By Carolyn Owen
Have you ever gotten the feeling that work would just never end?
I remember my days in school, when I would always have a break to look forward to– Spring Break, Winter Break, and the coveted three month Summer Break. Even if it felt far away at times, at least it was motivating.
“Just three more weeks!”
“Just two more weeks!”
“JUST SEVEN MORE DAYS!”
And finally…. It would arrive. Designated time without any responsibilities, and relaxation to look forward to.
At the same time, I was always in such a rush to grow up. I graduated college early so I could immediately begin grad school, and then found a 9-5 job as soon as possible. Then, I thought it was a way to get ahead of my peers, and get my life and finances figured out as quickly as possible.
I wasn’t wrong necessarily, but I look back on that time and wonder if I should’ve just slowed down and enjoyed the time I had without as many responsibilities. And when I didn’t have to request to take time off.
But it is what it is, and now, I have to be much more intentional about the time I take away. In today’s world, corporate is king. While we’re busy climbing the (never ending) ladder, it can be easy to forget that there’s a whole world out there, waiting to be explored.
Did you know:
Now, you might be thinking, “So, what am I supposed to do about it? I have to pay my bills!”
Don’t worry, I’m right there with you. It may feel impossible to step away from work, but I promise, it will be there when you get back. There are a few things you can do to make sure we’re prioritizing our mental health, and avoiding burnout while still being productive and profitable. Here are the things I practice to keep peace of mind:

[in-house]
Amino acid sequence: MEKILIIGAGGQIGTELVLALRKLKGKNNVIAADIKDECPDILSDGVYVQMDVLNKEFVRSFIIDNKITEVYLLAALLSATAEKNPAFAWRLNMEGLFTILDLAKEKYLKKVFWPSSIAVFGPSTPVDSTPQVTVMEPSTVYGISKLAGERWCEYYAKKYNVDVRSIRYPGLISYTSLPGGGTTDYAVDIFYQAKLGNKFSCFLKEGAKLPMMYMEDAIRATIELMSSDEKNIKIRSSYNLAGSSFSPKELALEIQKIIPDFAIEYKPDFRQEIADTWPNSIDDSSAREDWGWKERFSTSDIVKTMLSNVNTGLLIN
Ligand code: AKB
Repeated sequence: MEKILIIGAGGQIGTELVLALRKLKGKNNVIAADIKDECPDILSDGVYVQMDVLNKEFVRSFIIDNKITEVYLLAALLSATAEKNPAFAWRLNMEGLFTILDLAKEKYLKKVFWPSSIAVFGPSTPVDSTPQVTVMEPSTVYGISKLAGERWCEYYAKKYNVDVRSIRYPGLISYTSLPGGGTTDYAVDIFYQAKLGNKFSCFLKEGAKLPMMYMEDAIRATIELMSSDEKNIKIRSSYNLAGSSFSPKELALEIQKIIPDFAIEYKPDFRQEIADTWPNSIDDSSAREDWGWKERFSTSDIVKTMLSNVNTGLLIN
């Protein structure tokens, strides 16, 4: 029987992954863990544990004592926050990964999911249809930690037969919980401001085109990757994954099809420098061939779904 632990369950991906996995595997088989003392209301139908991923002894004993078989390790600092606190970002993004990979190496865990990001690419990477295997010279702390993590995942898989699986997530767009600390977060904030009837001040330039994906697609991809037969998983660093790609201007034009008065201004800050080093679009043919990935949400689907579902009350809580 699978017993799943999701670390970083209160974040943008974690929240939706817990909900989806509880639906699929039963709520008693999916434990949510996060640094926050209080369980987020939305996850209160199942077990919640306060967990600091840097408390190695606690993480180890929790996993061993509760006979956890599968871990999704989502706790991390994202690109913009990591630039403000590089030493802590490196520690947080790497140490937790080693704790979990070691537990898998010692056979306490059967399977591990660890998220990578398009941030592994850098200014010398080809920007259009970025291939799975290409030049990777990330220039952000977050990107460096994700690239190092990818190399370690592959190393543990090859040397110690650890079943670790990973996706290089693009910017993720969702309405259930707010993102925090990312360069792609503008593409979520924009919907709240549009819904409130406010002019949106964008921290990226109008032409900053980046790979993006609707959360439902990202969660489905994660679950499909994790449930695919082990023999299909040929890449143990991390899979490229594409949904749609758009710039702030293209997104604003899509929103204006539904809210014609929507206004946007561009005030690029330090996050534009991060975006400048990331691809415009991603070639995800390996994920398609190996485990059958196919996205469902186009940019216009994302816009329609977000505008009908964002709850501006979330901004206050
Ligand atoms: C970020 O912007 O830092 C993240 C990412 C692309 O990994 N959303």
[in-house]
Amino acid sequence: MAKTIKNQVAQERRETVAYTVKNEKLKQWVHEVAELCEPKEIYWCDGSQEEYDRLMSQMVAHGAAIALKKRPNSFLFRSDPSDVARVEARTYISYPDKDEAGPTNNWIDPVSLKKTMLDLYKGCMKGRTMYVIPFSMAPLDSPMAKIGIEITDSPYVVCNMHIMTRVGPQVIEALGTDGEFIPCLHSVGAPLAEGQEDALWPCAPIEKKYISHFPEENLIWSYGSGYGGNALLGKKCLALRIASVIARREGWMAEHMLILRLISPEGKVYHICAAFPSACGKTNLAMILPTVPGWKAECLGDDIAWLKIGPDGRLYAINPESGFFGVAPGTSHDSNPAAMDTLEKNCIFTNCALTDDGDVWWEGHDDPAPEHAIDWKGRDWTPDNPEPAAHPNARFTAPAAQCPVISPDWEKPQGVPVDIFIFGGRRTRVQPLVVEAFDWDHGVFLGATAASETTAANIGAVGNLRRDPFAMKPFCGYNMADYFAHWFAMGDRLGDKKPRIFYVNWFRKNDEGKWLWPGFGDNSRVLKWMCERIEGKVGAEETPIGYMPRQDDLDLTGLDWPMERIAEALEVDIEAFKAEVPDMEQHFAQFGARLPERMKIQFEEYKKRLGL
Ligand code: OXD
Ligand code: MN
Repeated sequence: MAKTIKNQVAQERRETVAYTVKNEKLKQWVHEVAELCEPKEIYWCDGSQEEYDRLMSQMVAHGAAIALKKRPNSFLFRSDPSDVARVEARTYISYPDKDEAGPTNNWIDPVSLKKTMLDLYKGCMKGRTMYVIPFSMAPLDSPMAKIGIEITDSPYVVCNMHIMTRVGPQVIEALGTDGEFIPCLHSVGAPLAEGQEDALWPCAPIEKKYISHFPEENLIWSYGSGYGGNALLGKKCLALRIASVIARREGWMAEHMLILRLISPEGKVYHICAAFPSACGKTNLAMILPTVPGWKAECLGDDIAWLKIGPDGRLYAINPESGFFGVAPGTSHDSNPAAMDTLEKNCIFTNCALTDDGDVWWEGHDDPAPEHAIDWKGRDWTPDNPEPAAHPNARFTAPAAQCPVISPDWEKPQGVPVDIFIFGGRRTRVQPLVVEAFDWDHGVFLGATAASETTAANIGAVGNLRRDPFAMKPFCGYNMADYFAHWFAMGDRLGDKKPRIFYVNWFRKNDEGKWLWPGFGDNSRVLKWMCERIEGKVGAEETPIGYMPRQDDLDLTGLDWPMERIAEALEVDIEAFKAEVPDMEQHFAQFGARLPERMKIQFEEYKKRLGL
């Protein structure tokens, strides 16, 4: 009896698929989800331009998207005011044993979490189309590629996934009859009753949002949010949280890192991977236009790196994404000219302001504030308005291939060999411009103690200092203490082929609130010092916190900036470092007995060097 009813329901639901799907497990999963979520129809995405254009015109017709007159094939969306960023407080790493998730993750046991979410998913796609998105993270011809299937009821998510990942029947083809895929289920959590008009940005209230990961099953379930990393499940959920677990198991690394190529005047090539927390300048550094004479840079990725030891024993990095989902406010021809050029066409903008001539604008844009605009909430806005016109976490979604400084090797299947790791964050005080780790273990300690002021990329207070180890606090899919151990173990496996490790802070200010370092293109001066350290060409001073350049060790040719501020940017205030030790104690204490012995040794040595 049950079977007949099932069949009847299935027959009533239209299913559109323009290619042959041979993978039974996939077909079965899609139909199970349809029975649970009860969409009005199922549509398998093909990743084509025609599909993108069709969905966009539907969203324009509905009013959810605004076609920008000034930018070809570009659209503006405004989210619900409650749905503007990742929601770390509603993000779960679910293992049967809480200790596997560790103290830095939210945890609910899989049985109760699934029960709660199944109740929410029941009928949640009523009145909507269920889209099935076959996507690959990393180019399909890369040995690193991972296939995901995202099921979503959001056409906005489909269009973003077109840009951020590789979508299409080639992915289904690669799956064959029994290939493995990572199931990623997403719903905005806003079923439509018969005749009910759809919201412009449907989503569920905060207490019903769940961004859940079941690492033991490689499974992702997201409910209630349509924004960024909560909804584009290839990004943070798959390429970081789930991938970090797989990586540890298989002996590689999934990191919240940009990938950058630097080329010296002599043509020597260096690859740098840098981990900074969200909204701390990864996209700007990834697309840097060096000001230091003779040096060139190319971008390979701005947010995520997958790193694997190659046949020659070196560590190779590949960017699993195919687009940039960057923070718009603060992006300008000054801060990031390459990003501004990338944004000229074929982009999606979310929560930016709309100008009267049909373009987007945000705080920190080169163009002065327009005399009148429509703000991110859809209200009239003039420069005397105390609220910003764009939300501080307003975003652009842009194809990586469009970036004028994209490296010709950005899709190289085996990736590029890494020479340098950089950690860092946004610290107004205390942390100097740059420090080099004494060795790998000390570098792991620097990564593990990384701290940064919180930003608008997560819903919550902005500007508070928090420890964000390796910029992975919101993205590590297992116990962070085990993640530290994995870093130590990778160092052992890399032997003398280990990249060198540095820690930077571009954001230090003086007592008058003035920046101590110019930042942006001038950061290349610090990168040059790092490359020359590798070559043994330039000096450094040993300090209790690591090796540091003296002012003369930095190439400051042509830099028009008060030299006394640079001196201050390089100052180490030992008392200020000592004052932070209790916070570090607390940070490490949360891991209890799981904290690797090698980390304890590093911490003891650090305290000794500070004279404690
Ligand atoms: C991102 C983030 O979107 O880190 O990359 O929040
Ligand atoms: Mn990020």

Try mindfulness exercises, like meditation, yoga, and deep breathing
Write it out: keep a journal, or even jot down your feelings and insights in your phone to be aware of consistent areas of stress
Set boundaries by taking control of your work hours, and keeping your life consistently full of out-of-office activities throughout the month.
Consistently making time for these exercises in my life has been beneficial to my health, but I can’t help but feel like stepping away from the sources of my stress altogether would be just the reset I’d need to feel like a kid on summer vacation again.
In fact, other people seem to think so too:
“It should come as no surprise that vacations that include plenty of free time bring stress relief, but research shows that a good vacation can lead to the experience of fewer stressful days at least five weeks later.” Very Well Mind
While it hasn’t been proven that vacation will ultimately cure burnout, it’s safe to say that alleviating stress is a key element in doing so. Whether your goal is to make a lifestyle change to cure burnout once and for all, or just take a well deserved break, you might as well take a vacation!
I’ll let you know where I end up, right now, I need to plan...
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